HONG KONG — The two British lenders that dominate Hong Kong banking have come out in support of Beijing’s national security law for the city despite opposition from the U.K. government, highlighting the pressure on businesses to choose sides over the contentious legislation.
HSBC Holdings and Standard Chartered on Wednesday in carefully worded statements endorsed the proposed law, which opponents say will end the “one country, two systems” framework that governs the territory and eventually end the city’s role as a global financial center.
The two statements — which come a week after former Hong Kong leader Leung Chun-ying called on HSBC to support the law — follow similar moves by other major businesses in the city. Corporate houses including Swire Group, which controls Cathay Pacific Airways, Mandarin Oriental Hotel Group parent Jardine Matheson and billionaire Li-Ka Shing have all endorsed the law.
The move has already drawn criticism from some HSBC’s customers in Britain and democracy campaigners in Hong Kong. It will also irk the U.S. and British governments, which have both opposed the law. British Prime Minister Boris Johnson on Wednesday promised easier access to visas to live in the U.K. for about 3 million Hong Kongers who hold or are eligible for a British National (Overseas) Passport.
As HSBC “largely generates profits from Hong Kong and China, it is understandable why they have to do this,” said Kelvin Lam, a former HSBC economist and a now pro-democracy district councilor in Hong Kong. “China is using its economic advantage and big market as a bargaining chip to influence companies. Businesses only seek to maximize profits, and Hong Kong should provide a fair business environment for them.”
HSBC said in a post on its WeChat social media account that Peter Wong, chief executive of its Asian operations, had signed a petition in support of the law.
The post, written in Mandarin and confirmed by a Hong Kong-based spokeswoman, said: “We reiterate that we respect and support laws and regulation that will enable Hong Kong to recover and rebuild the economy and at the same time maintain the principle of ‘one country, two systems.’ Stability is key to Hong Kong’s recovery and its long-term future as an international financial center.”
The city’s economy suffered its worst quarter on record in the first three months of the year as months of violent anti-government protests and the coronavirus pandemic took their toll.
The national security law is Beijing’s response to quell the protests and tighten its control over the former British colony. Last week, China’s legislature approved a plan to impose the law on Hong Kong to target “subversion of state power, terrorism or interference by foreign countries” in the city.
“We believe the national security law can help maintain the long-term economic and social stability of Hong Kong,” Standard Chartered said in an e-mailed statement, adding that it remained positive that Hong Kong will continue to play a key role as an international financial hub.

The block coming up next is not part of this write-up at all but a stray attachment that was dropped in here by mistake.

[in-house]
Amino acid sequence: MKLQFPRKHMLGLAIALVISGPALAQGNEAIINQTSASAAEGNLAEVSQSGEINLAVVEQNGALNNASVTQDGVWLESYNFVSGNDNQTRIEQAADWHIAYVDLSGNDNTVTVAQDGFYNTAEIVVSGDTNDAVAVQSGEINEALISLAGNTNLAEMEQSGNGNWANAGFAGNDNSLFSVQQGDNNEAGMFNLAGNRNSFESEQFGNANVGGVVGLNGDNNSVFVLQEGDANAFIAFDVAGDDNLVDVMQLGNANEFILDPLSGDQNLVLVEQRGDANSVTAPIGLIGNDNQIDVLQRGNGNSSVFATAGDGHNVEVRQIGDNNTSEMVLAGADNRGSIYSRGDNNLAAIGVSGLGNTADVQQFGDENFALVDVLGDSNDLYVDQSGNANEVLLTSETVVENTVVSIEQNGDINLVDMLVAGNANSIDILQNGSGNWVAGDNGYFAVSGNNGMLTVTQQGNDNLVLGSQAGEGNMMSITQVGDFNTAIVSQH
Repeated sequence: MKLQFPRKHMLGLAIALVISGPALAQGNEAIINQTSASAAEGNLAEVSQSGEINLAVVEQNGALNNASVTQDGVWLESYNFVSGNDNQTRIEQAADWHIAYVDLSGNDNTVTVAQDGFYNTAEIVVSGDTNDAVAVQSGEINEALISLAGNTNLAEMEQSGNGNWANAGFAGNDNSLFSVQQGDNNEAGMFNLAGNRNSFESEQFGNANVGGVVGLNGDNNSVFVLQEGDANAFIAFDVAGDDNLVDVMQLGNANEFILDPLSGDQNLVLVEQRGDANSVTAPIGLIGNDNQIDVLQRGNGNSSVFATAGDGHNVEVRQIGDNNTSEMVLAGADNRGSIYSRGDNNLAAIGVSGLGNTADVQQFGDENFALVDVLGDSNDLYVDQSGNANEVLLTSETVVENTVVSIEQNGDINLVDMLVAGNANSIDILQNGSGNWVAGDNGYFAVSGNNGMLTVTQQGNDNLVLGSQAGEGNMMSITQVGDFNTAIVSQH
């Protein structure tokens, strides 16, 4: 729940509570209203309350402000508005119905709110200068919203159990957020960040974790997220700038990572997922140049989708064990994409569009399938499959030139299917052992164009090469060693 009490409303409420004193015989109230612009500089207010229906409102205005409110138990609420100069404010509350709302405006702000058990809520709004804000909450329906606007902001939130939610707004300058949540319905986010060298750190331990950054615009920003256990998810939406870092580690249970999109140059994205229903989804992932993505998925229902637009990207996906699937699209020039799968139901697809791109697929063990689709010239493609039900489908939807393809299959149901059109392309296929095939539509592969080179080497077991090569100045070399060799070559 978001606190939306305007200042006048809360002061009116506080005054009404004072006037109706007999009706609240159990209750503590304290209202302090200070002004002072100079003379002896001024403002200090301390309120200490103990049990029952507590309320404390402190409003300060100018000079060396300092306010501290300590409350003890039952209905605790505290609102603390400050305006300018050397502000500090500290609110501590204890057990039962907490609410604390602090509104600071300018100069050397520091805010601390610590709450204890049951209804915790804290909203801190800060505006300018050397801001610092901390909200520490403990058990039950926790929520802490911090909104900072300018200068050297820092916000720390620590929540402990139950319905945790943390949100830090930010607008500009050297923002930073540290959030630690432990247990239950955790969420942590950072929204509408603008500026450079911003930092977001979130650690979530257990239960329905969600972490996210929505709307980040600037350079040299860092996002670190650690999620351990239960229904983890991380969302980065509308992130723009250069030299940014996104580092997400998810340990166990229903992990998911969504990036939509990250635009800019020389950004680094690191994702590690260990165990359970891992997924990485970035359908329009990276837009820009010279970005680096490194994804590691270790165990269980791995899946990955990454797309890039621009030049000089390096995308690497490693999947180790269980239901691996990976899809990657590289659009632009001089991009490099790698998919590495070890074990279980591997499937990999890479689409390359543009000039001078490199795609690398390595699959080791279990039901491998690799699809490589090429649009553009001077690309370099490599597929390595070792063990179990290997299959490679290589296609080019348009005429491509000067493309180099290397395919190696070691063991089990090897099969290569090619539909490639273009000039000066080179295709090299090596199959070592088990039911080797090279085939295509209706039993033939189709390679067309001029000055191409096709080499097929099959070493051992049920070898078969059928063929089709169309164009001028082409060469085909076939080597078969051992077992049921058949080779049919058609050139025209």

“For the two banks, a majority of the income comes from greater China,” said Kenny Wen, a wealth management strategist at Everbright Sun Hung Kai in Hong Kong. “However difficult, it is prudent for them to express their opinion. Their shareholders and customers will have varied opinions, but I think for business, stability is key.”
HSBC made $12.1 billion in pre-tax profit in Hong Kong, or 55% of its group total. Greater China as a region accounted for 40% of the London-headquartered bank’s revenue.
A strategy overhaul unveiled in February increases the stakes for the bank’s operations in the region. HSBC, which has plans to slash 35,000 jobs globally, will continue to hire in Asia, with Hong Kong “central” to its growth plans. The bank plans to shrink its operations in U.S. and Europe and deploy the freed up capital in Asia.
Last year, HSBC launched a public relations campaign to contain the fallout from its role in the U.S. crackdown on Huawei and defend its position as the largest foreign bank in China. The internal campaign, titled “Beijing Visibility Strategy,” was aimed at protecting the bank’s reputation in the world’s second-largest economy.
The PR offensive came after reports that Liu Xiaoming, China’s ambassador to the U.K., summoned then-CEO John Flint in early 2019 to the embassy to question him over the company’s role in the arrest and prosecution of Meng Wanzhou, CFO of Huawei and daughter of the tech company’s founder, Ren Zhengfei.
The bank lost out on some roles in China amid the Huawei fallout. Last year, it was not part of the committee that decides China’s prime lending rates. Among the expanded panel’s 18 members, only two foreign banks — Standard Chartered and Citigroup — were included.
However, the bank’s luck had turned by mid-2019, and it led China’s sovereign bond issuance in November and a host of debt sales by Chinese companies and banks. It also featured in a number of large acquisitions by Chinese companies.
For Standard Chartered, 61% of the $2.4 billion in pre-tax profit logged by its greater China and North Asia operations came from Hong Kong. The lender is also setting up a virtual bank in the city to enhance its retail network.
HSBC and Standard Chartered are also among three Hong Kong currency note-issuing banks.
HSBC shares climbed 1.6%, and Standard Chartered advanced 2.3% in Hong Kong where the main share index nudged up 0.1% on Thursday.
Additional reporting by Michelle Chan in Hong Kong